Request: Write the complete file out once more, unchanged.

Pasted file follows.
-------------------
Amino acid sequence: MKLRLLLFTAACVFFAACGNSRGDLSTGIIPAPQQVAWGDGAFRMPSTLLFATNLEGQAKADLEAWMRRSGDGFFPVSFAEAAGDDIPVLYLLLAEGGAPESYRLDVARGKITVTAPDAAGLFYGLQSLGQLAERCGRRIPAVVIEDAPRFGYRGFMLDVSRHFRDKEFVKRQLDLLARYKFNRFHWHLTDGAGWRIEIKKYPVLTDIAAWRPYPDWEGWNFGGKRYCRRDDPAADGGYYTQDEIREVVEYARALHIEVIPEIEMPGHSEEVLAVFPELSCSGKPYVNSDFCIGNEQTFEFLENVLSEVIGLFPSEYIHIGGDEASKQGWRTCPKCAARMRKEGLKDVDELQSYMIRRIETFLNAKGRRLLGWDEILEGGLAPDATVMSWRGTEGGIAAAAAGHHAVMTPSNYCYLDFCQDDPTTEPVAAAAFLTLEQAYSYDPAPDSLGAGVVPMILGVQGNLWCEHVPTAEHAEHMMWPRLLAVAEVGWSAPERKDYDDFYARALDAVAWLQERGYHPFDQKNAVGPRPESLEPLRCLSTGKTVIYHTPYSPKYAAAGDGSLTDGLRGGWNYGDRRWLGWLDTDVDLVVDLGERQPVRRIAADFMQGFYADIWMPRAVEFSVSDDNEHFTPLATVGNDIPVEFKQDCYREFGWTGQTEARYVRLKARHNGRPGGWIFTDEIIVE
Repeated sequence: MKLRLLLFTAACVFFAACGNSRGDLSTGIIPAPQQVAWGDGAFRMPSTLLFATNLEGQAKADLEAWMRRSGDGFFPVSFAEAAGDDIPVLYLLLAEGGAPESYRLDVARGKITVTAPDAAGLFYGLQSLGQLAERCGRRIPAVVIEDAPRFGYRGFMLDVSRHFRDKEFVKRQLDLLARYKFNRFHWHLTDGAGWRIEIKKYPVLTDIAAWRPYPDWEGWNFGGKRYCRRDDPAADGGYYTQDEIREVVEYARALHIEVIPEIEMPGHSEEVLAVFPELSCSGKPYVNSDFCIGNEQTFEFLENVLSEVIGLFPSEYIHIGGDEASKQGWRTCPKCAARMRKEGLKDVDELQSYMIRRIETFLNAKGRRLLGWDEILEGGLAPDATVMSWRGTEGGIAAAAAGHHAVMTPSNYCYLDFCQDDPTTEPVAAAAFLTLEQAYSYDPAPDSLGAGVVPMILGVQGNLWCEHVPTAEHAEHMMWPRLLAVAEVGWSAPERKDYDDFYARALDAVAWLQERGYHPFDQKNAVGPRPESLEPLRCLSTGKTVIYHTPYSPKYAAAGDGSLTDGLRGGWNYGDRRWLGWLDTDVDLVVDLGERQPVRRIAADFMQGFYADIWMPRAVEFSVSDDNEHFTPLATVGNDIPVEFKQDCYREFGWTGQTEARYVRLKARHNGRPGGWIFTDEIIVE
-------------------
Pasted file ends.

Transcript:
Amino acid sequence: MKLRLLLFTAACVFFAACGNSRGDLSTGIIPAPQQVAWGDGAFRMPSTLLFATNLEGQAKADLEAWMRRSGDGFFPVSFAEAAGDDIPVLYLLLAEGGAPESYRLDVARGKITVTAPDAAGLFYGLQSLGQLAERCGRRIPAVVIEDAPRFGYRGFMLDVSRHFRDKEFVKRQLDLLARYKFNRFHWHLTDGAGWRIEIKKYPVLTDIAAWRPYPDWEGWNFGGKRYCRRDDPAADGGYYTQDEIREVVEYARALHIEVIPEIEMPGHSEEVLAVFPELSCSGKPYVNSDFCIGNEQTFEFLENVLSEVIGLFPSEYIHIGGDEASKQGWRTCPKCAARMRKEGLKDVDELQSYMIRRIETFLNAKGRRLLGWDEILEGGLAPDATVMSWRGTEGGIAAAAAGHHAVMTPSNYCYLDFCQDDPTTEPVAAAAFLTLEQAYSYDPAPDSLGAGVVPMILGVQGNLWCEHVPTAEHAEHMMWPRLLAVAEVGWSAPERKDYDDFYARALDAVAWLQERGYHPFDQKNAVGPRPESLEPLRCLSTGKTVIYHTPYSPKYAAAGDGSLTDGLRGGWNYGDRRWLGWLDTDVDLVVDLGERQPVRRIAADFMQGFYADIWMPRAVEFSVSDDNEHFTPLATVGNDIPVEFKQDCYREFGWTGQTEARYVRLKARHNGRPGGWIFTDEIIVE
Repeated sequence: MKLRLLLFTAACVFFAACGNSRGDLSTGIIPAPQQVAWGDGAFRMPSTLLFATNLEGQAKADLEAWMRRSGDGFFPVSFAEAAGDDIPVLYLLLAEGGAPESYRLDVARGKITVTAPDAAGLFYGLQSLGQLAERCGRRIPAVVIEDAPRFGYRGFMLDVSRHFRDKEFVKRQLDLLARYKFNRFHWHLTDGAGWRIEIKKYPVLTDIAAWRPYPDWEGWNFGGKRYCRRDDPAADGGYYTQDEIREVVEYARALHIEVIPEIEMPGHSEEVLAVFPELSCSGKPYVNSDFCIGNEQTFEFLENVLSEVIGLFPSEYIHIGGDEASKQGWRTCPKCAARMRKEGLKDVDELQSYMIRRIETFLNAKGRRLLGWDEILEGGLAPDATVMSWRGTEGGIAAAAAGHHAVMTPSNYCYLDFCQDDPTTEPVAAAAFLTLEQAYSYDPAPDSLGAGVVPMILGVQGNLWCEHVPTAEHAEHMMWPRLLAVAEVGWSAPERKDYDDFYARALDAVAWLQERGYHPFDQKNAVGPRPESLEPLRCLSTGKTVIYHTPYSPKYAAAGDGSLTDGLRGGWNYGDRRWLGWLDTDVDLVVDLGERQPVRRIAADFMQGFYADIWMPRAVEFSVSDDNEHFTPLATVGNDIPVEFKQDCYREFGWTGQTEARYVRLKARHNGRPGGWIFTDEIIVE